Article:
Based on the results of our study, intense therapeutic ultrasound (ITU) has potential to become a widely used treatment for chronic tennis elbow. Having statistically significant reduction on both pain and functional limitations within the first 4 weeks and maintaining that reduction through 26 weeks; demonstrates solid evidence that ITU can be effective for treating tennis elbow and possibly other musculoskeletal conditions. In fact, we’ve achieved similar results in other study centers focusing on the treatment of plantar fasciitis using the same ITU technology [13]. Using ITU for the treatment of various tendinopathies, like the two conditions listed above, is favorable due to superficial nature of the injury. With the scale of target depth being millimeters, this allows energy-based technologies to remain a noninvasive treatment options for those patients whom conventional treatment options remain ineffective and do not wish to have surgery.

Extracorporeal shockwave treatment (ESWT) is a very different ultrasound-based technology that has been used as a non-invasive musculoskeletal treatment. In literature, ESWT has achieved mixed results with the treatment of tennis elbow and is reported to be extremely painful during and after treatment. A study performed by Crowther MAA et al. comparing ESWT and steroid injection showed a significant difference in pain reduction favoring steroid injection after 3 months; in addition, the same study provided an estimation of treatment cost to patients to be 100-fold for the ESWT method over injection [12]. Another study by Haake M et al. studying the sideeffects of ESWT treatment for tennis elbow said that treatment pain was the second-most frequent side-effect after skin reddening and significantly more frequently than the placebo group [14]. ESWTtreatment regimens vary in several studies, between 2000-3000 pulses most commonly [11,13-15]. With treatment frequency around 120-240 pulses per minute, this means treatments last around 10-30 minutes. In comparison, ITU treatments for our study lasted less than 2 minutes, while achieving significant improvement in pain reduction and return to normal activity.

Injections are a commonly used method of treatment for tennis elbow, yet long term success is varied with this choice depending on the type of injection. The Crowther MAA et al. study found more success using steroid injections over ESWT, though this study extended only to 3-months from treatment [12]. Platelet-rich plasma injections have had mixed success, one study showing significantly differing success from control only at 24 weeks [16] while another study had a significant difference from an autologous blood injection only in the short-term of 6 weeks [9] Injections of sodium hyaluronate have been explored as a possible treatment due to the highly preserved structure and biocompatibility of hyaluronan (HA) and its role in the lubrication of tissues in the body. Results of a study by Petrella et al. show significant difference between HA-treated individuals and the control group in both pain reduction and grip strength at 12 months beyond treatment [17].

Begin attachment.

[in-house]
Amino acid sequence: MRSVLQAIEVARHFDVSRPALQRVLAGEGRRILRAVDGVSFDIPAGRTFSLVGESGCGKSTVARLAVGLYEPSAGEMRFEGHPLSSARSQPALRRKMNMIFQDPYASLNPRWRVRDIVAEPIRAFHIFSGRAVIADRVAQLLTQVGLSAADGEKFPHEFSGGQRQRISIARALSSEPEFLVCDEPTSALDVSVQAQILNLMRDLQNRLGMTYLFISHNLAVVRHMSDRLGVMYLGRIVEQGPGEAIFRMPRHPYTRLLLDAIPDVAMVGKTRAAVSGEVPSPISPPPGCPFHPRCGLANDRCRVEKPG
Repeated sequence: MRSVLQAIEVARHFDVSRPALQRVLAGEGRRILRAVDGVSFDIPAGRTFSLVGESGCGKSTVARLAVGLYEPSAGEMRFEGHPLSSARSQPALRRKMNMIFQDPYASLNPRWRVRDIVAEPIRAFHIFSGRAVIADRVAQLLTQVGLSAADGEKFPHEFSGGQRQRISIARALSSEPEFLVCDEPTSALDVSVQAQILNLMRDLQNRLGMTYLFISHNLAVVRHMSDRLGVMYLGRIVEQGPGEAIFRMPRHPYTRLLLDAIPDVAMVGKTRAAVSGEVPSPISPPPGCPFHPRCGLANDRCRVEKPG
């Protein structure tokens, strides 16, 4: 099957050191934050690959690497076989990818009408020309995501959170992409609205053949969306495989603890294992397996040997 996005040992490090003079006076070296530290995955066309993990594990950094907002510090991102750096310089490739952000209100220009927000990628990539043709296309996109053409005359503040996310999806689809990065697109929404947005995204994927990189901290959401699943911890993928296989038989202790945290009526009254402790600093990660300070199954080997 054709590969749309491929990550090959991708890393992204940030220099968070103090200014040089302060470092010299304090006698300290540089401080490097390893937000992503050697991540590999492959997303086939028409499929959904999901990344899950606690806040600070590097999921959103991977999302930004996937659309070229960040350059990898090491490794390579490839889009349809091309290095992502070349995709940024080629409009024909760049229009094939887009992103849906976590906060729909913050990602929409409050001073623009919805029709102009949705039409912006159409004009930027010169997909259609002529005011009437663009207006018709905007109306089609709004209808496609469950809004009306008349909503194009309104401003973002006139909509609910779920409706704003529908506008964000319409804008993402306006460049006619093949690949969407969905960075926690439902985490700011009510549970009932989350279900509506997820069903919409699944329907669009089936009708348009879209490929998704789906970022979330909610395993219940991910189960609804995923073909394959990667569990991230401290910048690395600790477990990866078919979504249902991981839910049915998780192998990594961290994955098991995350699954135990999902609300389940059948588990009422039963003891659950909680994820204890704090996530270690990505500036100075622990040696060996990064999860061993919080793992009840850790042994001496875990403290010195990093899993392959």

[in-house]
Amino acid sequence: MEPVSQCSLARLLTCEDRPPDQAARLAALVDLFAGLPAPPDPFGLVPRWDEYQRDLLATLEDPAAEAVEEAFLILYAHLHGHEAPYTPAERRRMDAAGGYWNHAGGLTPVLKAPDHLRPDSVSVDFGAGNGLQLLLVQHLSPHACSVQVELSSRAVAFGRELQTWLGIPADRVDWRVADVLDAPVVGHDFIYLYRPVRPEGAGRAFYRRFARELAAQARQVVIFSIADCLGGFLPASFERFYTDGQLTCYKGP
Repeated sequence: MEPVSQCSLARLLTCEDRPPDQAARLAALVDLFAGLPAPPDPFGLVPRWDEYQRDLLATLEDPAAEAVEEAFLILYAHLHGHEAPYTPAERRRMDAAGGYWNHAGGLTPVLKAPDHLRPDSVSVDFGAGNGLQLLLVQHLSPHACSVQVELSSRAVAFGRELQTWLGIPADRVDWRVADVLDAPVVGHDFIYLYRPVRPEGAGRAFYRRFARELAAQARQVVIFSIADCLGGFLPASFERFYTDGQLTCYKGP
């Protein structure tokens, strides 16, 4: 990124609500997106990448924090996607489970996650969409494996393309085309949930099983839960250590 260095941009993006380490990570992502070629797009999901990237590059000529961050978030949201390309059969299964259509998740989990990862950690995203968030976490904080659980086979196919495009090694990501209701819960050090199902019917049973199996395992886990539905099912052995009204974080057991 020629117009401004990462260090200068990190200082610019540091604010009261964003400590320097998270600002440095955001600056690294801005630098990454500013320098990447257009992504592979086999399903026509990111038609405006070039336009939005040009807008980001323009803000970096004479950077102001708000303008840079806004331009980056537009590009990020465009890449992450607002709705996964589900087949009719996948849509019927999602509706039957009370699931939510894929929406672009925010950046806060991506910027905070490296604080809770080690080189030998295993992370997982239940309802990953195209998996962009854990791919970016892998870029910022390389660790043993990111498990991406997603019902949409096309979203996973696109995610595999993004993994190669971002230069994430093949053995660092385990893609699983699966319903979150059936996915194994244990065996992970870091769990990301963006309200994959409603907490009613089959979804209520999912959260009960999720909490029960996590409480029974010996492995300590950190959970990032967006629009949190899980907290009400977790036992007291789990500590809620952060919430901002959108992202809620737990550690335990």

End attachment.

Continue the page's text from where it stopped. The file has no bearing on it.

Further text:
Tenotomy is another method of treatment that is considered minimally invasive requiring the patient to be locally anesthetized. Though success rates are high in the long-term, recovery can be a length process; for example, a study performed by Koh et al. showed that tendon thickness and echogenicity took 6 months to return to normal levels following their tenotomy procedure [18]. The same findings with hypoechoic scar tissue resolving itself after 6 months in 90% of patients were found in a study performed by Seng et al. [19]. Despite the longer recovery period, tenotomy has had high levels of success across many studies in both pain reduction and patient satisfaction [20-23].


This study has shown the effectiveness, safety and patient tolerability of ITU therapy for pain relief and improved function for patients suffering from chronic lateral epicondylitis. Patients reported an average of 57% reduction in Pain Scores (VAS) and an 80% overall treatment satisfaction at 26 weeks. Considering all patients were diagnosed with chronic tennis elbow, and previous standard of care treatment options had failed to reduce pain or improve daily function, ITU for chronic musculoskeletal pain could be considered as an important tool for the treatment of chronic tennis elbow. Furthermore, patient-reported satisfaction and return-of-function for the affected area further provide evidence for the potential ITU has for becoming a non-invasive, patient-friendly treatment that requires no down time allowing patients to return to their normal activities within weeks.


Guided Therapy Systems funded this study. No additional financial support was received by the authors for the work completed in this submission.


Citation: Slayton MH, Kearney JA, Amodei RC, Compton KB (2018) Intense Therapeutic Ultrasound for Chronic Lateral Epicondylitis Pain Reduction. J Sports Med Doping Stud 8: 202. Doi: 10.4172/2161-0673.1000202

Copyright: © 2018 Slayton MH, et al. This is an open-access article distributed under the terms of the Creative Commons Attribution License, which permits unrestricted use, distribution and reproduction in any medium, provided the original author and source are credited.

Select your language of interest to view the total content in your interested language

Post Your Comment Citation
Share This Article
Recommended Conferences
Article Usage
  • Total views: 329
  • [From(publication date): 0-2018 - Jun 19, 2018]
  • Breakdown by view type
  • HTML page views: 299
  • PDF downloads: 30

Post your comment

captcha   Reload  Can't read the image? click here to refresh
Leave Your Message 24x7